TYPHOID VACCINE
Last Updated : 1/10/2014
Ira Shah
More..
Typhoid vaccine
Protection against enteric fever might be best achieved by a vaccine that stimulates IgG antibodies to "Vi" capsular polysaccharide in serum, IgG antibodies to "O" antigen in serum and cell mediated immune response.

Vi antigen vaccine: It contains the Vi polysaccharide antigen of S. typhi. As Vi polysaccharide is the most important virulent factor, the antibodies against Vi antigen are protective against typhoid fever. It is a subunit-inactivated vaccine. It is freely available for use. Vi antigen vaccine is given in the dose of 0.5 ml intramuscularly either on anterolateral aspect of thigh or in deltoid muscle. It is given as a single dose. It is given in children above 2 years of age.

Oral ty21a vaccine: This is no longer available. This is an oral live vaccine. It contains the ty21a strain of S. typhi, which is a mutant strain lacking UDP galactose epimerase enzyme. It induces local gut immunity without any systemic immunity. Live attenuated vaccine (Ty21a) is not able to elicit anti Vi antibodies may be because Vi expression is highly regulated. Also unexpected symptoms like dizziness and pruritis, fatigue and myalgia and occasional cases of reactive arthritis has also been reported with this vaccine. Oral ty21a vaccine is a course of 3 capsules given orally on alternate days. The capsules should be swallowed intact & not opened or chewed. In most, the pack contains 4 capsules and such 4 capsules are given on alternate days.

Since both these vaccines do not induce cell mediated immunity, the protective efficacy lasts for 2-3 years in most of the vaccinees and bosster doses are required every 2-3 years.

Vi-polysaccharide conjugate typhoid vaccine (TCV): It is a Vi-capsular polysaccharide conjugate typhoid vaccine conjugated with tetanus toxoid. The dose of Vi polysaccharide is 25 µg/0.5 mL. The vaccine has been licensed by the Drug Controller General of India (DCGI) in August, 2013 for clinical use in India. This vaccine has been approved for use in children below 1 years of age. Though seroconversion rates of 98.05% have been reported with this vaccine, the antibody titres fall significantly after 18 months suggesting that a booster dose may be required. However when the booster dose should be given can only be established on long term follow up. The Indian Academy of Pediatrics recommends that the TCV can be given below one year of age, preferably between 9-12 months (minimum age 6 months). Since the incompatibility data with measles vaccine is not available, it would be prudent to maintain an interval of at least 4 weeks with the former.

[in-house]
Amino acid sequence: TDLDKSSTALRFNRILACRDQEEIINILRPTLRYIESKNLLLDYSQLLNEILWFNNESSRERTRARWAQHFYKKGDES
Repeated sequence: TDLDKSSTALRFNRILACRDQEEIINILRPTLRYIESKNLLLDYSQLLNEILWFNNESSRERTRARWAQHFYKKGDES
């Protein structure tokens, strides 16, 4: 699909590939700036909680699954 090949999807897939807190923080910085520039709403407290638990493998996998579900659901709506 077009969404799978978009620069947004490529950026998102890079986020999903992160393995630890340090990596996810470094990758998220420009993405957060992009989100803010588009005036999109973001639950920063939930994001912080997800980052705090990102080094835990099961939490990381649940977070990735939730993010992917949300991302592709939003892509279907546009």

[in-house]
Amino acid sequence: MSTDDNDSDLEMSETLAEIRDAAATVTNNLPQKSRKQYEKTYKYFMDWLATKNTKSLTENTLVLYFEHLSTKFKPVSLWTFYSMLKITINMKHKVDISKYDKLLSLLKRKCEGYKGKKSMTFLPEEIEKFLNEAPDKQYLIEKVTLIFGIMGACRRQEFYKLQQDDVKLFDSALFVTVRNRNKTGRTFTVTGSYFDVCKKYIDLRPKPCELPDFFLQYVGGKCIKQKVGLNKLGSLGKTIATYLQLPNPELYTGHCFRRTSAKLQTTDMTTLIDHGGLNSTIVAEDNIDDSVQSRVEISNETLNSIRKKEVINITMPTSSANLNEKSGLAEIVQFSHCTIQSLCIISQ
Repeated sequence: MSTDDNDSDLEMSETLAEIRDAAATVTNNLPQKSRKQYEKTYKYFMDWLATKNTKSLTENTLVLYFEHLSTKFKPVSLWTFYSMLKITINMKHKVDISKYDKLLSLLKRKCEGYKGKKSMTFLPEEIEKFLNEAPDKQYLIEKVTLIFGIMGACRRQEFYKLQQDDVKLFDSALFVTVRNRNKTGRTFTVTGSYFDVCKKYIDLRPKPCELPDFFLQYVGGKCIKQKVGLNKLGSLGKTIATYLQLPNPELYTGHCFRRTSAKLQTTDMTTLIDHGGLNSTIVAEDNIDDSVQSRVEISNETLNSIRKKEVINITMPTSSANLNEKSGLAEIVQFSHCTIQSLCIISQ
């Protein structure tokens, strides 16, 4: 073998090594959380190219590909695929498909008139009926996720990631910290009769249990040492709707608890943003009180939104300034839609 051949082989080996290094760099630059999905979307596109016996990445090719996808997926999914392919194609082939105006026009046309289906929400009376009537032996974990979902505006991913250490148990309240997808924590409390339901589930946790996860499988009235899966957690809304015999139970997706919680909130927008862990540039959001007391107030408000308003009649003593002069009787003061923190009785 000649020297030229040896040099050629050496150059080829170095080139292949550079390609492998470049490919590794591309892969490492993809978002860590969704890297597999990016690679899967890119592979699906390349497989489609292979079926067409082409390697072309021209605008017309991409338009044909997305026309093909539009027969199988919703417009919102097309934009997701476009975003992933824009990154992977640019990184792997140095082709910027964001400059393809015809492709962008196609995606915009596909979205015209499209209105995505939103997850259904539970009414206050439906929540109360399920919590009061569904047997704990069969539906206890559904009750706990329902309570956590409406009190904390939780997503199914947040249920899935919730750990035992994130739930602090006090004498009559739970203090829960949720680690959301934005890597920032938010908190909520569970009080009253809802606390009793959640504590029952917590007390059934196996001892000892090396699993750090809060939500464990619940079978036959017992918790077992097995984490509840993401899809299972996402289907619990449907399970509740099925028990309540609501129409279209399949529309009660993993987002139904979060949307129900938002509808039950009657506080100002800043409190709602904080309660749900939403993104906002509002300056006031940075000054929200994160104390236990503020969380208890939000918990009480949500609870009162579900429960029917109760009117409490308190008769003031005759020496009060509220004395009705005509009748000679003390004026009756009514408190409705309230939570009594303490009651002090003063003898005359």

Contributor Information and Disclosures

Ira Shah
Consultant Pediatrician, B J Wadia Hospital for Children, Mumbai, India


First Created : 1/10/2001

References

Disclaimer: The information given by www.pediatriconcall.com is provided by medical and paramedical & Health providers voluntarily for display & is meant only for informational purpose. The site does not guarantee the accuracy or authenticity of the information. Use of any information is solely at the user's own risk. The appearance of advertisement or product information in the various section in the website does not constitute an endorsement or approval by Pediatric Oncall of the quality or value of the said product or of claims made by its manufacturer.
Creative Commons License This work is licensed under a Creative Commons Attribution-NonCommercial-NoDerivatives 4.0 International License.